A new investigation has discovered dozens of allegations of sexual assault against Massage Envy, a popular national massage chain. The report found that over 180 women have alleged sexual assault against several of the chain’s male massage therapists. Further, Massage Envy is accused of ignoring these reports, further endangering their clients and allowing the perpetrators to go unpunished.
There are no fewer than 24 Massage Envy locations in Indiana. There are currently no known accusations against massage therapists at any of these spas, but anyone who has experienced sexual abuse at an Indiana Massage Envy is encouraged to report their experience to local police.
Massage Envy—the largest massage franchise in the United States—is the most recent corporate entity to be accused of disregarding, mishandling and concealing sexual assault allegations. The most high-profile of these corporations may be The Weinstein Company, which is accused of overlooking dozens of sexual harassment claims regarding its co-founder, movie producer Harvey Weinstein. The exposé on Weinstein has opened a floodgate of allegations of sexual abuse against private individuals, government entities, nonprofit organizations and other corporations.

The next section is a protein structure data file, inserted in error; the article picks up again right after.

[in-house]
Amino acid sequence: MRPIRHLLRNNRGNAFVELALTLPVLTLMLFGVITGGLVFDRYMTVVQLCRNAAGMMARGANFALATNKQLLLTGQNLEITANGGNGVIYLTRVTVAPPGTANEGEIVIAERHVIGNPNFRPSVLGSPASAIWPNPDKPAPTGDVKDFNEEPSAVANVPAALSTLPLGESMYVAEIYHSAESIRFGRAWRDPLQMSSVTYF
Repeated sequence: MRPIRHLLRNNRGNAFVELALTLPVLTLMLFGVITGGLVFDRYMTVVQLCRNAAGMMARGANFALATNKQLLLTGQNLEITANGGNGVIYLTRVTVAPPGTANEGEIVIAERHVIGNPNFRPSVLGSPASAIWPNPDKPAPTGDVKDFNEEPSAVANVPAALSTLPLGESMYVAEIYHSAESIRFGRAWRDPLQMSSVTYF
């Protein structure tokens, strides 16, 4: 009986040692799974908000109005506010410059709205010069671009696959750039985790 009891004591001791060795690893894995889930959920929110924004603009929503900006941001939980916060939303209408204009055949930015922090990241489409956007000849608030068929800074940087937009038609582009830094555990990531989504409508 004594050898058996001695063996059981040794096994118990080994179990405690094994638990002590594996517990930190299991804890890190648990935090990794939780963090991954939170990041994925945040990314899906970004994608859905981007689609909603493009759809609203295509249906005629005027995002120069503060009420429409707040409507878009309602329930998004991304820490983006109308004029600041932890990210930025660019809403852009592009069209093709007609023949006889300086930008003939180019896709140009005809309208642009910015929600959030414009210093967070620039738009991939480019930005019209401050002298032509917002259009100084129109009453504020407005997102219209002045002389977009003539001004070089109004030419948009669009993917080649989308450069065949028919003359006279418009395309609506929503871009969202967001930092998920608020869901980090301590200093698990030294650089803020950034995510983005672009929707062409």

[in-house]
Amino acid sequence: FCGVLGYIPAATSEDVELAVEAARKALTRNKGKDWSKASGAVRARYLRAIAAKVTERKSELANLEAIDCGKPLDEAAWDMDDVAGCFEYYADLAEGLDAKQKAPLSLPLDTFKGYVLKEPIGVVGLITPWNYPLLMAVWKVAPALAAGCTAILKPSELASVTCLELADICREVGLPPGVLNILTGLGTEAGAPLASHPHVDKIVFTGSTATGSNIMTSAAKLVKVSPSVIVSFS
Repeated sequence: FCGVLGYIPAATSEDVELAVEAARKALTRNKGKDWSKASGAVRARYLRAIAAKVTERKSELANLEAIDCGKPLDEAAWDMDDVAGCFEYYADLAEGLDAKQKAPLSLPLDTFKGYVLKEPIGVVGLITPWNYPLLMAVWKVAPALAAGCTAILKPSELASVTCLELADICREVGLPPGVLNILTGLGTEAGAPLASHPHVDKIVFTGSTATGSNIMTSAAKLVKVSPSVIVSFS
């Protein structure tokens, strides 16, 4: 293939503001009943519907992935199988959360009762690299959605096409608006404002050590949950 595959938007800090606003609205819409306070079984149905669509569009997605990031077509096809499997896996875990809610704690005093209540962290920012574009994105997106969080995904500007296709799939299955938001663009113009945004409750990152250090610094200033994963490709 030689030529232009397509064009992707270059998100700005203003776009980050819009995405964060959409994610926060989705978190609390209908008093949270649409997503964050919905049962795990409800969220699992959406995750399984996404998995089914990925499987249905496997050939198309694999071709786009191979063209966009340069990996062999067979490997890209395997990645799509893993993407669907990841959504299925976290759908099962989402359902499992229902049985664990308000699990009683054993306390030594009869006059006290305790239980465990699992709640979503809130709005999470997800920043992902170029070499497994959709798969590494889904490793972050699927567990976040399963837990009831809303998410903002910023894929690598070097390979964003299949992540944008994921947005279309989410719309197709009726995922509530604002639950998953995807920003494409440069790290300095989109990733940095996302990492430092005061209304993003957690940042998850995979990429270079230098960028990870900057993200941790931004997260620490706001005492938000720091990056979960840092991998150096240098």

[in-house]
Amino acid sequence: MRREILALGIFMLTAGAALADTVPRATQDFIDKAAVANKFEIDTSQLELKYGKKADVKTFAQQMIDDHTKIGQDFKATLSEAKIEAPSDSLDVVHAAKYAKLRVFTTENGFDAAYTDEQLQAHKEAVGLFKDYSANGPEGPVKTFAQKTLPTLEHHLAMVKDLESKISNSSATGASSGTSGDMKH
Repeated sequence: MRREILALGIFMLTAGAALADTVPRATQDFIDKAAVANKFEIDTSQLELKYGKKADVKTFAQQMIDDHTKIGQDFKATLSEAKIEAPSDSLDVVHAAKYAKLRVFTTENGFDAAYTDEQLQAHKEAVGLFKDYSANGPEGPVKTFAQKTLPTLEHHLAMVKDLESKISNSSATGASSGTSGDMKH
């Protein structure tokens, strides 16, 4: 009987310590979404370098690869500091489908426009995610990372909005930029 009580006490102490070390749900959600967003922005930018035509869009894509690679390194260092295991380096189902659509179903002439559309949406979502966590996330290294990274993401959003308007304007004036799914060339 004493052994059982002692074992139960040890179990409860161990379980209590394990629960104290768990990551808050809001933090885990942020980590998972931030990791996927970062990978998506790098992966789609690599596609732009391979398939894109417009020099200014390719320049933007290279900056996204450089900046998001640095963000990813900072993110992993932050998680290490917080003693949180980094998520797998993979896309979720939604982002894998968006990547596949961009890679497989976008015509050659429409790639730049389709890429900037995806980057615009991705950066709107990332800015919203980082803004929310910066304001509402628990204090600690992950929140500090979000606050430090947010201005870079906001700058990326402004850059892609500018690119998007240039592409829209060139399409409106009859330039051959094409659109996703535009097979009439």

Although Massage Envy claims that it holds its franchise owners and massage therapists accountable for misconduct, evidence shows that the chain actually acted to protect its staff at the expense of the victims. There are multiple instances in which clients reported sexual abuse, but Massage Envy did not report the incidents to police. This has led many people to suspect that the company cares more about its public image than it does the victims of abuse.
Indiana has several regulations for massage therapists that are meant to protect clients and deter potential crime. According to the Indiana Massage College, massage therapists in the state of Indiana must:
- Be licensed by the state to practice massage therapy
- Receive training in ethics and misconduct
- Learn about appropriate behavior, including personal appearance, topics of discussion and physical contact
- Complete 500 hours of training with a professional
- Undergo a criminal background check, including fingerprinting
- Not have been convicted of rape, sexual misconduct or prostitution